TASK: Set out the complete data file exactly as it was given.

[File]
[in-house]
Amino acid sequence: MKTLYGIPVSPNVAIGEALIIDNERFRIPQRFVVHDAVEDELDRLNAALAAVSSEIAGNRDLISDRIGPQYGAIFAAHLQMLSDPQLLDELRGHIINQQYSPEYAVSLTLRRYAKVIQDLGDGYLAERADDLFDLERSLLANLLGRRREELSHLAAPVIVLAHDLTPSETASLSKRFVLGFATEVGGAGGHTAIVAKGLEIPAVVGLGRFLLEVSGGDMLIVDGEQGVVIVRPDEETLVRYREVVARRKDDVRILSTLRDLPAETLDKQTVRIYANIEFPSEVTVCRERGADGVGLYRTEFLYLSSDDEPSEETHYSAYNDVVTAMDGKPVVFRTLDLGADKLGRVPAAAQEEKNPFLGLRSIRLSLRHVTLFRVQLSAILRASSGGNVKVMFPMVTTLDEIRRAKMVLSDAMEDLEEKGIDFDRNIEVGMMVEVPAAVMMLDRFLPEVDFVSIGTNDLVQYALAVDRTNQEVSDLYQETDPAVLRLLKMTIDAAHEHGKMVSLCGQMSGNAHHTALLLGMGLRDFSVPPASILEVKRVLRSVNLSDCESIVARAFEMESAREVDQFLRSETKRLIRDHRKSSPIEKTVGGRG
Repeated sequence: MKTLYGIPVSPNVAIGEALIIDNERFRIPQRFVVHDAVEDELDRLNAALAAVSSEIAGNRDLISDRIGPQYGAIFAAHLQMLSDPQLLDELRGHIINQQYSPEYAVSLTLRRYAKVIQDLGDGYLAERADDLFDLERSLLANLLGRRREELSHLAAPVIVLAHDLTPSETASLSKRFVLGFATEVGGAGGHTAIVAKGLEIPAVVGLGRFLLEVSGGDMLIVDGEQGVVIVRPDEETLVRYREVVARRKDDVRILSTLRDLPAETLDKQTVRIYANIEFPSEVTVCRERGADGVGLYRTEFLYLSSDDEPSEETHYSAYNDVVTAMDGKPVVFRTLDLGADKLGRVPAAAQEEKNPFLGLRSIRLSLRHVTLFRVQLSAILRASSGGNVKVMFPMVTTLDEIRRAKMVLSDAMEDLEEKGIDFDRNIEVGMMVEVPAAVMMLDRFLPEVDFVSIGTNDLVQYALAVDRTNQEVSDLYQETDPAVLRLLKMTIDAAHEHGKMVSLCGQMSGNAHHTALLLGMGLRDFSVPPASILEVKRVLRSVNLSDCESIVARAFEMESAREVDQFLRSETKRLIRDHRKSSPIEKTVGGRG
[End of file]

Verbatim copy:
[in-house]
Amino acid sequence: MKTLYGIPVSPNVAIGEALIIDNERFRIPQRFVVHDAVEDELDRLNAALAAVSSEIAGNRDLISDRIGPQYGAIFAAHLQMLSDPQLLDELRGHIINQQYSPEYAVSLTLRRYAKVIQDLGDGYLAERADDLFDLERSLLANLLGRRREELSHLAAPVIVLAHDLTPSETASLSKRFVLGFATEVGGAGGHTAIVAKGLEIPAVVGLGRFLLEVSGGDMLIVDGEQGVVIVRPDEETLVRYREVVARRKDDVRILSTLRDLPAETLDKQTVRIYANIEFPSEVTVCRERGADGVGLYRTEFLYLSSDDEPSEETHYSAYNDVVTAMDGKPVVFRTLDLGADKLGRVPAAAQEEKNPFLGLRSIRLSLRHVTLFRVQLSAILRASSGGNVKVMFPMVTTLDEIRRAKMVLSDAMEDLEEKGIDFDRNIEVGMMVEVPAAVMMLDRFLPEVDFVSIGTNDLVQYALAVDRTNQEVSDLYQETDPAVLRLLKMTIDAAHEHGKMVSLCGQMSGNAHHTALLLGMGLRDFSVPPASILEVKRVLRSVNLSDCESIVARAFEMESAREVDQFLRSETKRLIRDHRKSSPIEKTVGGRG
Repeated sequence: MKTLYGIPVSPNVAIGEALIIDNERFRIPQRFVVHDAVEDELDRLNAALAAVSSEIAGNRDLISDRIGPQYGAIFAAHLQMLSDPQLLDELRGHIINQQYSPEYAVSLTLRRYAKVIQDLGDGYLAERADDLFDLERSLLANLLGRRREELSHLAAPVIVLAHDLTPSETASLSKRFVLGFATEVGGAGGHTAIVAKGLEIPAVVGLGRFLLEVSGGDMLIVDGEQGVVIVRPDEETLVRYREVVARRKDDVRILSTLRDLPAETLDKQTVRIYANIEFPSEVTVCRERGADGVGLYRTEFLYLSSDDEPSEETHYSAYNDVVTAMDGKPVVFRTLDLGADKLGRVPAAAQEEKNPFLGLRSIRLSLRHVTLFRVQLSAILRASSGGNVKVMFPMVTTLDEIRRAKMVLSDAMEDLEEKGIDFDRNIEVGMMVEVPAAVMMLDRFLPEVDFVSIGTNDLVQYALAVDRTNQEVSDLYQETDPAVLRLLKMTIDAAHEHGKMVSLCGQMSGNAHHTALLLGMGLRDFSVPPASILEVKRVLRSVNLSDCESIVARAFEMESAREVDQFLRSETKRLIRDHRKSSPIEKTVGGRG